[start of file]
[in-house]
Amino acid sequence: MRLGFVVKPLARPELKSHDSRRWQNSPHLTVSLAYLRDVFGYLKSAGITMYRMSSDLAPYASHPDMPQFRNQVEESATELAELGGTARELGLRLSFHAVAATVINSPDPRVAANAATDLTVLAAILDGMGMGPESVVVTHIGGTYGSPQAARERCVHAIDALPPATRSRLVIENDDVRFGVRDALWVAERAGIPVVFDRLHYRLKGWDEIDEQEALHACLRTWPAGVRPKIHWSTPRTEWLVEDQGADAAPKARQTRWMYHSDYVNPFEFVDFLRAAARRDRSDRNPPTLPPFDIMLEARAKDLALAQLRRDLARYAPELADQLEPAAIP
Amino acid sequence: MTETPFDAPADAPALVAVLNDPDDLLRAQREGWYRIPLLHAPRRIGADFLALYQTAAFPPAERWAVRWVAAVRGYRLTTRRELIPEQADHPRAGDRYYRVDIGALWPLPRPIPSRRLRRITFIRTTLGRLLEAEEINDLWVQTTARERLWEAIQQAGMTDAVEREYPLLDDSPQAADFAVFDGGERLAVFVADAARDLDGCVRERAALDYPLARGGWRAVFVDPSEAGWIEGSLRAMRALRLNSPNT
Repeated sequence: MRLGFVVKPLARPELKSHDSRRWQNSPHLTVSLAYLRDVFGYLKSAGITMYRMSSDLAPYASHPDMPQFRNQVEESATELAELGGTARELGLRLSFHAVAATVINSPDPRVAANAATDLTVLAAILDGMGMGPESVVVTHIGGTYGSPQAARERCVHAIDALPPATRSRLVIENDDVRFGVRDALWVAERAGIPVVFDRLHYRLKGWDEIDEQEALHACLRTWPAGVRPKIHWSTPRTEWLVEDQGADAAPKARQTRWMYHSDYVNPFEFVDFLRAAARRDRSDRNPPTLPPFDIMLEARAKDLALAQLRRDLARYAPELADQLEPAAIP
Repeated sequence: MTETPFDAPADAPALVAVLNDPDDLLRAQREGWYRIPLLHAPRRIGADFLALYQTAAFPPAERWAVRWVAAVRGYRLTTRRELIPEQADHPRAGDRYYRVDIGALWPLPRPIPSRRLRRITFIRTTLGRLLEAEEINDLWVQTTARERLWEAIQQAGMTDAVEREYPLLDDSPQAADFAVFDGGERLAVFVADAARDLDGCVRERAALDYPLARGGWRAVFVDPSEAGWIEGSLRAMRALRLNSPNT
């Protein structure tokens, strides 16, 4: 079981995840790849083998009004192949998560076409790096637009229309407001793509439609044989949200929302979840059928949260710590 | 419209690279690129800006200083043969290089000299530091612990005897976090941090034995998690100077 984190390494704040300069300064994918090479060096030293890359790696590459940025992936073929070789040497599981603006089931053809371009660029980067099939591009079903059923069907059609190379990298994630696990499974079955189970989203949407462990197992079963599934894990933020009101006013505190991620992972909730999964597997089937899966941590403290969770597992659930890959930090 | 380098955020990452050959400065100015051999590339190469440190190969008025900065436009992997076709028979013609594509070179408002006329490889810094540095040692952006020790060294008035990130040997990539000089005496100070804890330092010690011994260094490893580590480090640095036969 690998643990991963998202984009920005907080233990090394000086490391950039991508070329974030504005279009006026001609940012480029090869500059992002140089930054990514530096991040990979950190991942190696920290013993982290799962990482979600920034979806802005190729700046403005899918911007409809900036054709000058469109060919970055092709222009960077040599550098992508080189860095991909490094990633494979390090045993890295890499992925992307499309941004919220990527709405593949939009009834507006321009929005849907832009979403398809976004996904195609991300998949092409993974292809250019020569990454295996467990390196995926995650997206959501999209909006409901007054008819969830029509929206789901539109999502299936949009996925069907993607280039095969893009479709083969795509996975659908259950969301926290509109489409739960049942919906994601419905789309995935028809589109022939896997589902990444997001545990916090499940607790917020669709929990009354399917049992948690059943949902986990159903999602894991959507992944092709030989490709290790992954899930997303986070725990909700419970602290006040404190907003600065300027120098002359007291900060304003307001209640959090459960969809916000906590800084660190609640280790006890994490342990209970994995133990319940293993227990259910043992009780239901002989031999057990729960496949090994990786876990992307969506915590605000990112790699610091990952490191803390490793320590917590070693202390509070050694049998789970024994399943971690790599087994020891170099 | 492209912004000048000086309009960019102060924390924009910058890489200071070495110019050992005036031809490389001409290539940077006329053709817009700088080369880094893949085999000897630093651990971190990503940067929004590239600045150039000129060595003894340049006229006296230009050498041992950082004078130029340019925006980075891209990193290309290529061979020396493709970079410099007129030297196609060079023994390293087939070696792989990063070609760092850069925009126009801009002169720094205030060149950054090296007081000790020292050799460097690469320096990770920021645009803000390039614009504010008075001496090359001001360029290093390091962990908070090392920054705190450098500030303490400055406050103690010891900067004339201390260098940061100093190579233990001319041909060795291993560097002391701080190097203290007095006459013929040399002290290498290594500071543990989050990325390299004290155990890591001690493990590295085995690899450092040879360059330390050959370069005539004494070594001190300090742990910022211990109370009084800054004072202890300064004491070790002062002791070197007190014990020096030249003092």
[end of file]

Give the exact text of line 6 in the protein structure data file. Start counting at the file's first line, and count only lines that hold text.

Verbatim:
């Protein structure tokens, strides 16, 4: 079981995840790849083998009004192949998560076409790096637009229309407001793509439609044989949200929302979840059928949260710590 | 419209690279690129800006200083043969290089000299530091612990005897976090941090034995998690100077 984190390494704040300069300064994918090479060096030293890359790696590459940025992936073929070789040497599981603006089931053809371009660029980067099939591009079903059923069907059609190379990298994630696990499974079955189970989203949407462990197992079963599934894990933020009101006013505190991620992972909730999964597997089937899966941590403290969770597992659930890959930090 | 380098955020990452050959400065100015051999590339190469440190190969008025900065436009992997076709028979013609594509070179408002006329490889810094540095040692952006020790060294008035990130040997990539000089005496100070804890330092010690011994260094490893580590480090640095036969 690998643990991963998202984009920005907080233990090394000086490391950039991508070329974030504005279009006026001609940012480029090869500059992002140089930054990514530096991040990979950190991942190696920290013993982290799962990482979600920034979806802005190729700046403005899918911007409809900036054709000058469109060919970055092709222009960077040599550098992508080189860095991909490094990633494979390090045993890295890499992925992307499309941004919220990527709405593949939009009834507006321009929005849907832009979403398809976004996904195609991300998949092409993974292809250019020569990454295996467990390196995926995650997206959501999209909006409901007054008819969830029509929206789901539109999502299936949009996925069907993607280039095969893009479709083969795509996975659908259950969301926290509109489409739960049942919906994601419905789309995935028809589109022939896997589902990444997001545990916090499940607790917020669709929990009354399917049992948690059943949902986990159903999602894991959507992944092709030989490709290790992954899930997303986070725990909700419970602290006040404190907003600065300027120098002359007291900060304003307001209640959090459960969809916000906590800084660190609640280790006890994490342990209970994995133990319940293993227990259910043992009780239901002989031999057990729960496949090994990786876990992307969506915590605000990112790699610091990952490191803390490793320590917590070693202390509070050694049998789970024994399943971690790599087994020891170099 | 492209912004000048000086309009960019102060924390924009910058890489200071070495110019050992005036031809490389001409290539940077006329053709817009700088080369880094893949085999000897630093651990971190990503940067929004590239600045150039000129060595003894340049006229006296230009050498041992950082004078130029340019925006980075891209990193290309290529061979020396493709970079410099007129030297196609060079023994390293087939070696792989990063070609760092850069925009126009801009002169720094205030060149950054090296007081000790020292050799460097690469320096990770920021645009803000390039614009504010008075001496090359001001360029290093390091962990908070090392920054705190450098500030303490400055406050103690010891900067004339201390260098940061100093190579233990001319041909060795291993560097002391701080190097203290007095006459013929040399002290290498290594500071543990989050990325390299004290155990890591001690493990590295085995690899450092040879360059330390050959370069005539004494070594001190300090742990910022211990109370009084800054004072202890300064004491070790002062002791070197007190014990020096030249003092």